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**CHAPTER 1, CHAPTER 2, SECTIONS 3.1-3.6
**

KEN KUNIYUKI SAN DIEGO MESA COLLEGE JULY 12, 2012

Larson.edu (San Diego Mesa College) Website: http://www.1 COLOR CODING WARNINGS are in red.com. Tom Teegarden (especially for the Frame Method for graphing trigonometric functions). Adobe Acrobat. Feel free to send emails with suggestions. etc. Tan Complex Variables: Churchill and Brown. Sullivan Calculus: Larson. . TIPS are in purple. Swokowski. Lial. and many more. LICENSING This work may be freely copied and distributed without permission under the specifications of the Creative Commons License at: http://www.com • You may download these and other course notes.org.com or kkuniyuk@sdccd. Stewart.wikipedia. Wolfram MathWorld: http://mathworld. Stewart. Laleh Howard. Wikipedia: http://www. CONTACT INFORMATION Ken Kuniyuki: Email: kkuniyuk@yahoo. Terrie Teegarden. Mathematica (for most graphs) and Calculus WIZ.kkuniyuk.britannica.kkuniyuk.com/Math150 PARTIAL BIBLIOGRAPHY / SOURCES Algebra: Blitzer. MathType. and Adobe Illustrator. Schaum’s Outlines Discrete Mathematics: Rosen Online: Britannica Online Encyclopedia: http://www. tricks. Tussy and Gustafson Trigonometry: Lial Precalculus: Axler. exercises. TECHNOLOGY USED This work was produced on Macs with Microsoft Word.com/ Other: Harper Collins Dictionary of Mathematics People: Larry Foster. and exams. improvements.(Front Matter) 0.wolfram.

6 3.1.2 3.7: Precise Definitions of Limits 2.3: Techniques of Differentiation 3.4 2.5: The Indeterminate Forms 0/0 and / 2.4 3.(Front Matter) 0.3 Topic 1: Functions Topic 2: Trigonometry I Topic 3: Trigonometry II CHAPTER 2: LIMITS AND CONTINUITY In Swokowski (Classic / 5th ed.4 2.8 3.2: Properties of Limits 2.1.3 2. Tangent Lines.3 2.2 3.4: Derivatives of Trigonometric Functions 3.5 2.3 1.3 2. 2.1.2: Derivative Functions and Differentiability 3.1: An Introduction to Limits 2.7 3.1: Derivatives.5: Differentials and Linearization of Functions 3. 3.com .) 1.8: Related Rates (online only) See the website for more: http://www.5 3.6: The Squeeze (Sandwich) Theorem 2.2 1.2 2.4 2. 2.3.) 3.1.6: Chain Rule 3.4: Limits and Infinity II 2.7: Implicit Differentiation (online only) 3.8: Continuity CHAPTER 3: DERIVATIVES In Swokowski (Classic / 5th ed.2 TABLE OF CONTENTS CHAPTER 1: REVIEW In Swokowski (Classic / 5th ed.kkuniyuk.3 3.) 2. 2.3: Limits and Infinity I 2. 3. and Rates of Change 3.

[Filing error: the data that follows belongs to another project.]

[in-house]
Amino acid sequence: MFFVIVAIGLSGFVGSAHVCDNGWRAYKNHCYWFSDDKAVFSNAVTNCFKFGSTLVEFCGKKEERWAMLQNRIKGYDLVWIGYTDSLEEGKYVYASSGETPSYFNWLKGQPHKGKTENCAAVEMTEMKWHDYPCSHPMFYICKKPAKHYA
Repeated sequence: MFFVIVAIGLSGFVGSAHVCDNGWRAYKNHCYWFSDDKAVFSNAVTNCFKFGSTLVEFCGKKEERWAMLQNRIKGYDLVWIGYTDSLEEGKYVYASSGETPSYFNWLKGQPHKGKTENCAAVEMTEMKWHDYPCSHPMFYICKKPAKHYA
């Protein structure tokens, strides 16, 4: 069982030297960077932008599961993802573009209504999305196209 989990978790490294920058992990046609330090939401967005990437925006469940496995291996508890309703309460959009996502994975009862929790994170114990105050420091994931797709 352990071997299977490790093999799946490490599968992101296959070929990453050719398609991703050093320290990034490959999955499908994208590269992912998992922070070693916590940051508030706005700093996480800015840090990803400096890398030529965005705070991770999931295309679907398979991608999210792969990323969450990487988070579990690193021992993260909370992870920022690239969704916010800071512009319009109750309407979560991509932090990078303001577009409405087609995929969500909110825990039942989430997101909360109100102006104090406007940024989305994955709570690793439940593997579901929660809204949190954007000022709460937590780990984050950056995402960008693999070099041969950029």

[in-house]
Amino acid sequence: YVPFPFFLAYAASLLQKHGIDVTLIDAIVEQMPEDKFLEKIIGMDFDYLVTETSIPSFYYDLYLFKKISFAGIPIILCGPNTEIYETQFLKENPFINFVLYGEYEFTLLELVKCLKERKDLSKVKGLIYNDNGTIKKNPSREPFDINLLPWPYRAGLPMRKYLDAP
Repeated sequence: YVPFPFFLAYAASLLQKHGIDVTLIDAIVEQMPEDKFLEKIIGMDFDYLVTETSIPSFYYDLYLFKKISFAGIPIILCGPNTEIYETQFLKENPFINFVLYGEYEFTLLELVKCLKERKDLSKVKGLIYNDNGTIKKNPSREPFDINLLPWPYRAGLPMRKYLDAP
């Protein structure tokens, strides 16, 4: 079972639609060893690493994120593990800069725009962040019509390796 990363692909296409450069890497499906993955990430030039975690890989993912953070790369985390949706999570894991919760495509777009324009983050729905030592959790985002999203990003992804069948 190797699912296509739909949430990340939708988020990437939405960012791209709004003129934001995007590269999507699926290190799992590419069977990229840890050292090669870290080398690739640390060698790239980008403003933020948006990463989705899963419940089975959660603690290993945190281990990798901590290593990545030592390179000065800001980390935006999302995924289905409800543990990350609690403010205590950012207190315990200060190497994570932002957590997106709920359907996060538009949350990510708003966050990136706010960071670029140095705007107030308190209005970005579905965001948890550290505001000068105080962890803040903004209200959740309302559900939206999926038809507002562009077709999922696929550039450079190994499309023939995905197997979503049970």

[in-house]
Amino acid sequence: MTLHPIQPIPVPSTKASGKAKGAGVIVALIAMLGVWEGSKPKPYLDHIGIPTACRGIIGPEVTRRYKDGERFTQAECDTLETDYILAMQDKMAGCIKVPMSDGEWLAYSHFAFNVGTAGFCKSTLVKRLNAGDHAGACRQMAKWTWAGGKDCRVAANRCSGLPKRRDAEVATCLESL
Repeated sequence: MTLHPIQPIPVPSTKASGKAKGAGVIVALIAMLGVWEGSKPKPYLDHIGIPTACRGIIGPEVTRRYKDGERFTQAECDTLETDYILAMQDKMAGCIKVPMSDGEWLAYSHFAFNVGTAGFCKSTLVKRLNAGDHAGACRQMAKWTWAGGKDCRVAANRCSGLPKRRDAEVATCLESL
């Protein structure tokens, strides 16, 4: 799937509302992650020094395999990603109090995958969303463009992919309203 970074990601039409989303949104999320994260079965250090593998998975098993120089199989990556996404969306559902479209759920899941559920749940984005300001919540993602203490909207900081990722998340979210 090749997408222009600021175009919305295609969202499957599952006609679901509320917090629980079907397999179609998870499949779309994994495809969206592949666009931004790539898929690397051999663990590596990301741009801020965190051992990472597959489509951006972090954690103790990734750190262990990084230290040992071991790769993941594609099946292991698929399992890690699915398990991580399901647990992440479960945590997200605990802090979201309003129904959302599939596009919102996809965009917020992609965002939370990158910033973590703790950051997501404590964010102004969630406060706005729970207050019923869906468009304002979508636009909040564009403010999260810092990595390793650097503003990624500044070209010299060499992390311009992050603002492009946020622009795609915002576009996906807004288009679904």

which we will denote by Dom ( f ) for a function f (though this is nonstandard). is its implied (or mathematical) domain. e 2. “real constants” are “real constant scalars. • The domain of a function. •• d may denote a constant or a distance function. •• h may denote a function. ( means “is a subset of. That is. Arrowheads may help to make this clearer.3 ASSUMPTIONS and NOTATION Unless otherwise specified. unless endpoints are clearly shown. as opposed to imaginary numbers.” as opposed to vectors. •• c sometimes denotes the speed of light in a vacuum.(Front Matter) 0. and Range ( f ) . Dom ( f ) . and n denote real constants (or simply real numbers). b. •• e denotes a mathematical constant defined in Chapter 7. we assume that the domain and the range of a function only consist of real numbers. or it may denote the “run” in some difference quotients in Chapter 3. c.”) • Graphs extend beyond the scope of a figure in an expected manner. •• This might not be the case in applied “word problems.718 . . •• This will change in multivariable calculus and linear algebra.” •• In single variable calculus (in which a function is of only one variable). •• n might be restricted to be an integer ( n ) . • a. • In single variable calculus. •• g sometimes denotes Earth’s gravitational constant. we assume that: • f and g denote functions. k.

} . the the set of integers negative integers ( 1. For example. and 0. .” This set includes the rational numbers and the set of real numbers irrational numbers such as 2 . This set includes the real numbers and the set of complex numbers imaginary numbers such as i and 2 + 3i . C “Zahlen” is a related German word. 7. so .. is in blackboard bold typeface. The Venn diagram below indicates the (proper) subset relations: . e. This set includes the integers and numbers 1 9 the set of rational numbers such as . ( permits equality.4 MORE NOTATION Sets of Numbers Notation Meaning the set of positive integers Comments This is the set (collection) {1.(Front Matter) 0. 2. and 0. Z + . and 14.1010010001…. . it is more commonly used than Z.3587 . 3 4 comes from “Quotient. every integer is a rational number. . + . Z . …). 3. 3.13. 2. This set consists of the positive integers.. R .) Each disk is contained within each larger disk. . Q .